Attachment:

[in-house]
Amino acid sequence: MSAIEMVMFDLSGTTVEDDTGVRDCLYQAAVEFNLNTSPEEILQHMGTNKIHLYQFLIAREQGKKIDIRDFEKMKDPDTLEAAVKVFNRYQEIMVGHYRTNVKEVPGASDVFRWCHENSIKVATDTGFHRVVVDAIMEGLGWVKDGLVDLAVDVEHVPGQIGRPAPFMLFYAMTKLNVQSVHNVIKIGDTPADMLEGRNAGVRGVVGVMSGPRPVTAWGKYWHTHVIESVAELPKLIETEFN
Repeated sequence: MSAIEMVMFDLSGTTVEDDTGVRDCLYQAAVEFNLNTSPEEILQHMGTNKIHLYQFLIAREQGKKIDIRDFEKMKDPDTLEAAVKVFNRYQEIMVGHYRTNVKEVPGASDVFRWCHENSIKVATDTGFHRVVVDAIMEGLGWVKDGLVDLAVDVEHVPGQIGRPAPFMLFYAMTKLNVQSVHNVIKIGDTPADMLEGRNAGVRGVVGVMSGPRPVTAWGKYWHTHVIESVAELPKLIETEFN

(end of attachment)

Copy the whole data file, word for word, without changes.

[in-house]
Amino acid sequence: MSAIEMVMFDLSGTTVEDDTGVRDCLYQAAVEFNLNTSPEEILQHMGTNKIHLYQFLIAREQGKKIDIRDFEKMKDPDTLEAAVKVFNRYQEIMVGHYRTNVKEVPGASDVFRWCHENSIKVATDTGFHRVVVDAIMEGLGWVKDGLVDLAVDVEHVPGQIGRPAPFMLFYAMTKLNVQSVHNVIKIGDTPADMLEGRNAGVRGVVGVMSGPRPVTAWGKYWHTHVIESVAELPKLIETEFN
Repeated sequence: MSAIEMVMFDLSGTTVEDDTGVRDCLYQAAVEFNLNTSPEEILQHMGTNKIHLYQFLIAREQGKKIDIRDFEKMKDPDTLEAAVKVFNRYQEIMVGHYRTNVKEVPGASDVFRWCHENSIKVATDTGFHRVVVDAIMEGLGWVKDGLVDLAVDVEHVPGQIGRPAPFMLFYAMTKLNVQSVHNVIKIGDTPADMLEGRNAGVRGVVGVMSGPRPVTAWGKYWHTHVIESVAELPKLIETEFN